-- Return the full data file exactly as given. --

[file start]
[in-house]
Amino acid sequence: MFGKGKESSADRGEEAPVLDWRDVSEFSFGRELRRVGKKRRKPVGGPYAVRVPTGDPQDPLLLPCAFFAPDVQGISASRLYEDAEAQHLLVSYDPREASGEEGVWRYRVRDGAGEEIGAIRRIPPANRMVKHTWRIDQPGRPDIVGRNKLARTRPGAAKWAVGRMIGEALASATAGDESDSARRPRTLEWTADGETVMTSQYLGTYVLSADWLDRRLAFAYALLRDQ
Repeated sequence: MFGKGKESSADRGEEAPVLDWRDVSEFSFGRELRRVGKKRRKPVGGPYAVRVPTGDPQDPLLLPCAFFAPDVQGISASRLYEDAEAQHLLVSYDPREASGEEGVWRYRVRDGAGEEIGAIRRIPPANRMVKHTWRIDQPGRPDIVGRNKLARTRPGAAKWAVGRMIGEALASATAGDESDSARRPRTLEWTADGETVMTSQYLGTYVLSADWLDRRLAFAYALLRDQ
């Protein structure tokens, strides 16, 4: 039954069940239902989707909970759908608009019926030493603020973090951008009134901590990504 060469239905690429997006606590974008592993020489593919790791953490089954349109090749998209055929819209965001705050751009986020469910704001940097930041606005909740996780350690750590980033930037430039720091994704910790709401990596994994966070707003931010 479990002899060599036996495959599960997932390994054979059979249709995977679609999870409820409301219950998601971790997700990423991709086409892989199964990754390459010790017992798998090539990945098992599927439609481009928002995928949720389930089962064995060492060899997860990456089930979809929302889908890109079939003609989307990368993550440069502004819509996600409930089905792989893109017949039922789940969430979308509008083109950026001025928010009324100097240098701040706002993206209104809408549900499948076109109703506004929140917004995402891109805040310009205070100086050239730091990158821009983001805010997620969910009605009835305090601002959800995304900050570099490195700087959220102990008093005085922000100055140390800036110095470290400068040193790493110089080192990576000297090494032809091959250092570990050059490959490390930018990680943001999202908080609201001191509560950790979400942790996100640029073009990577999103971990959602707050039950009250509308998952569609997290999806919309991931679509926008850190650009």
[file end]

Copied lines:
[in-house]
Amino acid sequence: MFGKGKESSADRGEEAPVLDWRDVSEFSFGRELRRVGKKRRKPVGGPYAVRVPTGDPQDPLLLPCAFFAPDVQGISASRLYEDAEAQHLLVSYDPREASGEEGVWRYRVRDGAGEEIGAIRRIPPANRMVKHTWRIDQPGRPDIVGRNKLARTRPGAAKWAVGRMIGEALASATAGDESDSARRPRTLEWTADGETVMTSQYLGTYVLSADWLDRRLAFAYALLRDQ
Repeated sequence: MFGKGKESSADRGEEAPVLDWRDVSEFSFGRELRRVGKKRRKPVGGPYAVRVPTGDPQDPLLLPCAFFAPDVQGISASRLYEDAEAQHLLVSYDPREASGEEGVWRYRVRDGAGEEIGAIRRIPPANRMVKHTWRIDQPGRPDIVGRNKLARTRPGAAKWAVGRMIGEALASATAGDESDSARRPRTLEWTADGETVMTSQYLGTYVLSADWLDRRLAFAYALLRDQ
């Protein structure tokens, strides 16, 4: 039954069940239902989707909970759908608009019926030493603020973090951008009134901590990504 060469239905690429997006606590974008592993020489593919790791953490089954349109090749998209055929819209965001705050751009986020469910704001940097930041606005909740996780350690750590980033930037430039720091994704910790709401990596994994966070707003931010 479990002899060599036996495959599960997932390994054979059979249709995977679609999870409820409301219950998601971790997700990423991709086409892989199964990754390459010790017992798998090539990945098992599927439609481009928002995928949720389930089962064995060492060899997860990456089930979809929302889908890109079939003609989307990368993550440069502004819509996600409930089905792989893109017949039922789940969430979308509008083109950026001025928010009324100097240098701040706002993206209104809408549900499948076109109703506004929140917004995402891109805040310009205070100086050239730091990158821009983001805010997620969910009605009835305090601002959800995304900050570099490195700087959220102990008093005085922000100055140390800036110095470290400068040193790493110089080192990576000297090494032809091959250092570990050059490959490390930018990680943001999202908080609201001191509560950790979400942790996100640029073009990577999103971990959602707050039950009250509308998952569609997290999806919309991931679509926008850190650009």